It might be suggested that if it is possible to show that the present-day forms are changing and the evolution is occurring at this level, why can’t one extrapolate and say that this in effect has led to the changes we have seen right from the Viruses to the Mammals? Of course one can say that the small observable changes in modern species may be the sort of thing that lead to all the major changes, but what right have we to make such an extrapolation? We may feel that this is the answer to the problem, but is it a satisfactory answer? A blind acceptance of such a view may in fact be the closing of our eyes to as yet undiscovered factors which may remain undiscovered for many years if we believe that the answer has already been found.
[p. 155>] It seems at times as if many of our modern writers on evolution have had their views by some sort of revelation and they base their opinions on the evolution of life, from the simplest form to the complex, entirely on the nature of specific and intra-specific evolution. It is possible that this type of evolution can explain many of the present-day phenomena, but it is possible and indeed probable that many as yet unknown systems remain to be discovered and it is premature, not to say arrogant, on our part if we make any dogmatic assertion as to the mode of evolution of the major branches of the animal kingdom.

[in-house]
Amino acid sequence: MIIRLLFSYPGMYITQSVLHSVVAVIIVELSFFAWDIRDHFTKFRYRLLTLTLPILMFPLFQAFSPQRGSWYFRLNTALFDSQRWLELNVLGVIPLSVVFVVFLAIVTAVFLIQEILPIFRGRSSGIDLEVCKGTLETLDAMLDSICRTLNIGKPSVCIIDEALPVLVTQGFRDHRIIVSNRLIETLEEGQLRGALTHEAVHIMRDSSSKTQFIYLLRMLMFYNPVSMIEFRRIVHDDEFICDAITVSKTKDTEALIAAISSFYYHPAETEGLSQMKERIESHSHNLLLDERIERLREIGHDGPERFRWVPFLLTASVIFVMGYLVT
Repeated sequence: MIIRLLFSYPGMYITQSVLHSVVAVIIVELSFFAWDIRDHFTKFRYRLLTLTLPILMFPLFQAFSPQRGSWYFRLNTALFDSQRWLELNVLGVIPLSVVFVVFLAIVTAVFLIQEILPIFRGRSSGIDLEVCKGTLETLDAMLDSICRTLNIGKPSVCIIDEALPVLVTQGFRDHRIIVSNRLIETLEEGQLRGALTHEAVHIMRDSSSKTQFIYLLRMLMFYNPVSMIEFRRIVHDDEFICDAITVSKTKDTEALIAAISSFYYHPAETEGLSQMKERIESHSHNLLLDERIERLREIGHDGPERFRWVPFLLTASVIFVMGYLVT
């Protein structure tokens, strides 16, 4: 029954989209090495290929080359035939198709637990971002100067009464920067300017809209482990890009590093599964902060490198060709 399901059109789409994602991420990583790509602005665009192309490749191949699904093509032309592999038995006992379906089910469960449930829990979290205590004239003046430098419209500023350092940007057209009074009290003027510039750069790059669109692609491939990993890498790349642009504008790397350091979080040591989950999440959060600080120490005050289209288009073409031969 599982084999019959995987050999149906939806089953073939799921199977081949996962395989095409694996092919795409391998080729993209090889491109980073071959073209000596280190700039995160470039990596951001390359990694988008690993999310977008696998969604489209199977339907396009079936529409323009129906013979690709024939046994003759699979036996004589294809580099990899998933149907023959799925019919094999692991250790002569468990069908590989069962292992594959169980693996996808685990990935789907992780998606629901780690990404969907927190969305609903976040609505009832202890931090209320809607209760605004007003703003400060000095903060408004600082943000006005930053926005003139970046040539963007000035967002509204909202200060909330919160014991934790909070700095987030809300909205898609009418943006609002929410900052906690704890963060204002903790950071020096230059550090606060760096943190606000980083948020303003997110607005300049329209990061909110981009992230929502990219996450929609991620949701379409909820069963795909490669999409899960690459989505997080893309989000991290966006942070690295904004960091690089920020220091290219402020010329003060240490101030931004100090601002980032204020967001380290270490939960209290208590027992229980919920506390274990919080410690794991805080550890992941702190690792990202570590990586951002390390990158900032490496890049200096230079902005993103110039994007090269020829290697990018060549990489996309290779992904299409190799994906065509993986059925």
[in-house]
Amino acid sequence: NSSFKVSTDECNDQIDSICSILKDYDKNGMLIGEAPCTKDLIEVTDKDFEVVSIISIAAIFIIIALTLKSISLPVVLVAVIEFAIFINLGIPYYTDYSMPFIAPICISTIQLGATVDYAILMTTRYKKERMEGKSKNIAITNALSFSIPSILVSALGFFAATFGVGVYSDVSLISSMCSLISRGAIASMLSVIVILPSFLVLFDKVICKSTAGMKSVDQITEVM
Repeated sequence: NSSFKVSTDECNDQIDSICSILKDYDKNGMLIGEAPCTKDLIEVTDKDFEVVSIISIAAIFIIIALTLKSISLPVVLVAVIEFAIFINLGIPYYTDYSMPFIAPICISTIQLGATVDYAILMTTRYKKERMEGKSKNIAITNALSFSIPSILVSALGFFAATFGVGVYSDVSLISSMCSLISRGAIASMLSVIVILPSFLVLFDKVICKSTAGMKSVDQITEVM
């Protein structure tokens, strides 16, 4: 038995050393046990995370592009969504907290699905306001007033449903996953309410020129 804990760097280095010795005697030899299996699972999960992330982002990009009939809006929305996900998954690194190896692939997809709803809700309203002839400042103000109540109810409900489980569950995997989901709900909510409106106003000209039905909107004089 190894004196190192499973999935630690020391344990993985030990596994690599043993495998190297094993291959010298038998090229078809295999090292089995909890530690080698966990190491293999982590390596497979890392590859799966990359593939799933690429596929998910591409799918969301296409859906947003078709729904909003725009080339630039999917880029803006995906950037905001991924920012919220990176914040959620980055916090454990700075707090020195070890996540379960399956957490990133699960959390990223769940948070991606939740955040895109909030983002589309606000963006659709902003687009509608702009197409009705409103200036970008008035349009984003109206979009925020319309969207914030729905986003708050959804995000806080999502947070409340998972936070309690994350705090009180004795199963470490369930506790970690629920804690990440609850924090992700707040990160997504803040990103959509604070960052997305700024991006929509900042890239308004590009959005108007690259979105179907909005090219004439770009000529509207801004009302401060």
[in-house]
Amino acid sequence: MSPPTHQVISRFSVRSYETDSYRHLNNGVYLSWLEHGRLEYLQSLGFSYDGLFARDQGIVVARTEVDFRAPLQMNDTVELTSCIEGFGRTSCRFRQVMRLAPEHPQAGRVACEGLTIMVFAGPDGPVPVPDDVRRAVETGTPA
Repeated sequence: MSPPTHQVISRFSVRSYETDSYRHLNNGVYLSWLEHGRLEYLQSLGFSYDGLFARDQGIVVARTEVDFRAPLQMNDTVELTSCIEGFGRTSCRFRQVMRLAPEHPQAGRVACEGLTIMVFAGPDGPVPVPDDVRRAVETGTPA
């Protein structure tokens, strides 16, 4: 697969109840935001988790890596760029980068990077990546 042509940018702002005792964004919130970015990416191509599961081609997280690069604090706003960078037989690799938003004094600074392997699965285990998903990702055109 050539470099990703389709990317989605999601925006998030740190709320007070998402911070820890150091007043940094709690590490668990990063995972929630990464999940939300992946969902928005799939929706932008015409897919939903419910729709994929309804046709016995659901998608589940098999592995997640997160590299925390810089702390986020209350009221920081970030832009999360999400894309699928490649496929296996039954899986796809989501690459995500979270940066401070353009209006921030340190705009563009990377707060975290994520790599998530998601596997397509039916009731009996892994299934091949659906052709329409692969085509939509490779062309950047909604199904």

Perhaps it is appropriate here to quote a remark made by D’Arcy Thompson in his book On Growth and Form. “If a tiny foraminiferan shell, a Lagena for instance, be found living today, and a shell indistinguishable from it to the eye be found fossil in the Chalk or some still more remote geological formation, the assumption is deemed legitimate that the species has ‘survived’ and has handed down its minute specific character or characters from generation to generation unchanged for untold millions of years. If the ancient forms be like rather than identical with the recent, we still assume an unbroken descent, accompanied by hereditary transmission of common characters and progressive variations. And if two identical forms be discovered at the ends of the earth, still (with slight reservation on the score of possible ‘homoplasy’) we build a hypothesis on this fact of identity, taking it for granted that the two appertain to a common stock, whose dispersal in space must somehow be accounted for, its route traced, its epoch determined and its causes discussed or discovered. In short, the Naturalist admits no exception to the rule that a natural classification can only be a genealogical one, nor ever doubts that ‘ ‘the fact that we are able to classify organisms at all in accordance with the structural characteristics which they present is due to their being related by descent.'”